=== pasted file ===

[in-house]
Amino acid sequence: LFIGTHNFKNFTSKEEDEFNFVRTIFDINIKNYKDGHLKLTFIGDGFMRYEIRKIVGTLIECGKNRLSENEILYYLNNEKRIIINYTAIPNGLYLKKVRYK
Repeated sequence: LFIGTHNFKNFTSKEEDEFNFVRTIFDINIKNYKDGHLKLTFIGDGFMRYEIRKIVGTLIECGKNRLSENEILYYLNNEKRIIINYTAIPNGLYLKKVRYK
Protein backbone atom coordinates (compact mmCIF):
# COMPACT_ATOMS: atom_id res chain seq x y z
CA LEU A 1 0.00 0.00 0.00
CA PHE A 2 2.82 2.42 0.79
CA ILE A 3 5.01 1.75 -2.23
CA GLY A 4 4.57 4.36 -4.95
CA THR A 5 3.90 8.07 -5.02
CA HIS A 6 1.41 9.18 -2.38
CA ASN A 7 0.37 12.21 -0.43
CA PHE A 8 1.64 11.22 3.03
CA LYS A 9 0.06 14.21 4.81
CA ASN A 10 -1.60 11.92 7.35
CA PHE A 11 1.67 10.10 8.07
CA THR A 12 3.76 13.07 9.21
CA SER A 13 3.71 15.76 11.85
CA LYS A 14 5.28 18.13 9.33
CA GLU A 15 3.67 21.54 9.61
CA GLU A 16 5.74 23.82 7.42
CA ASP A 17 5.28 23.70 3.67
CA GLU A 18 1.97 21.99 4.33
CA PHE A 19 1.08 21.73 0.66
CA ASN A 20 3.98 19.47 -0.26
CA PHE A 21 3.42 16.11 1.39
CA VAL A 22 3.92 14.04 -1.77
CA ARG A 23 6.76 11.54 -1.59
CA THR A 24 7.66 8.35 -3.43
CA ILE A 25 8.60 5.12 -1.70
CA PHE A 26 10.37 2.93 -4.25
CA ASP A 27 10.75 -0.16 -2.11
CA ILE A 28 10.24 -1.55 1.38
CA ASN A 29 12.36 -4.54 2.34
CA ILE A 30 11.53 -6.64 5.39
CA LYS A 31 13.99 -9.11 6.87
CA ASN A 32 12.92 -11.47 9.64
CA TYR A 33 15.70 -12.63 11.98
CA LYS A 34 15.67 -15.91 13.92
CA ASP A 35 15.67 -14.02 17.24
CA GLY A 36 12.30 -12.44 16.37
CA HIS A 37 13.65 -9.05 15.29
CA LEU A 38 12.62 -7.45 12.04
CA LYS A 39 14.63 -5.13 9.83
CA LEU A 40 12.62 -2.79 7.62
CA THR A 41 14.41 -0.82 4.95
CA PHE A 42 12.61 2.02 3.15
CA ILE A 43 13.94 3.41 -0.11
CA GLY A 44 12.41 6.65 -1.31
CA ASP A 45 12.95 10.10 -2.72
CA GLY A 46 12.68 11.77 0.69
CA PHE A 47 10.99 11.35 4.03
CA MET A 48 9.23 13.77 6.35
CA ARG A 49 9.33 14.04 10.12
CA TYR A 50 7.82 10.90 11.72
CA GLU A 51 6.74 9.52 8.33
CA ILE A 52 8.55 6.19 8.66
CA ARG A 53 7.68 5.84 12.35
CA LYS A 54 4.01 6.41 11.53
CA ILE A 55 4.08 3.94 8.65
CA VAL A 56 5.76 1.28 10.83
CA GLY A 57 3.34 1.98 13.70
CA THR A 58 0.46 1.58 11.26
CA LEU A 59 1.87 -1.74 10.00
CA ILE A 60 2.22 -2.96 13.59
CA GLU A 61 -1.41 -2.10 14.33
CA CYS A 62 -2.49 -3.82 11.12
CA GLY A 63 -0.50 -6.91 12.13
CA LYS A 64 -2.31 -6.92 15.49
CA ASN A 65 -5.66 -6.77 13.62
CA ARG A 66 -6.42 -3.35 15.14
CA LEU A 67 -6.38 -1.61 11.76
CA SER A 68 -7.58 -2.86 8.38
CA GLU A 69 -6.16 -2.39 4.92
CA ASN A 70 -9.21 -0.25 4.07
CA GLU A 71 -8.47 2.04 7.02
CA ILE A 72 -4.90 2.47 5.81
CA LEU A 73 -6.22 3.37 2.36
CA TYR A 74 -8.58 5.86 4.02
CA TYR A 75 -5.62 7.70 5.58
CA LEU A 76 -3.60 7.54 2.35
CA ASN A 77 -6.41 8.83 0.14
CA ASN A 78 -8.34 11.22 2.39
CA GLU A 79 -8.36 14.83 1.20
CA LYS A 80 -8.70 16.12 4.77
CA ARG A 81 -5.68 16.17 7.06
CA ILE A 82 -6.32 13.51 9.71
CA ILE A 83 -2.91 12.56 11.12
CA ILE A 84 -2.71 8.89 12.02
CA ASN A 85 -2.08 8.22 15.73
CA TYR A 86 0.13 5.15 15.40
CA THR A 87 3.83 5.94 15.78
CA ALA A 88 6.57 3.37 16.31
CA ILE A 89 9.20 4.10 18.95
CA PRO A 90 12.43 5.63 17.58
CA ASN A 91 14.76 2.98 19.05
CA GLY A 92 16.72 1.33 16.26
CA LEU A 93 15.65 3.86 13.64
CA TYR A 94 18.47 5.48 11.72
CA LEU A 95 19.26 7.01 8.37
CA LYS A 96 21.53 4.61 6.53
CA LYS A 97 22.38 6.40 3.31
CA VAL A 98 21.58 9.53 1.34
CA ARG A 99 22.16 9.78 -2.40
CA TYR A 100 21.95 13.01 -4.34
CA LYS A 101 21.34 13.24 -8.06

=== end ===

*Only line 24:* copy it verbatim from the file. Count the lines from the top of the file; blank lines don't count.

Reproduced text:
CA PHE A 19 1.08 21.73 0.66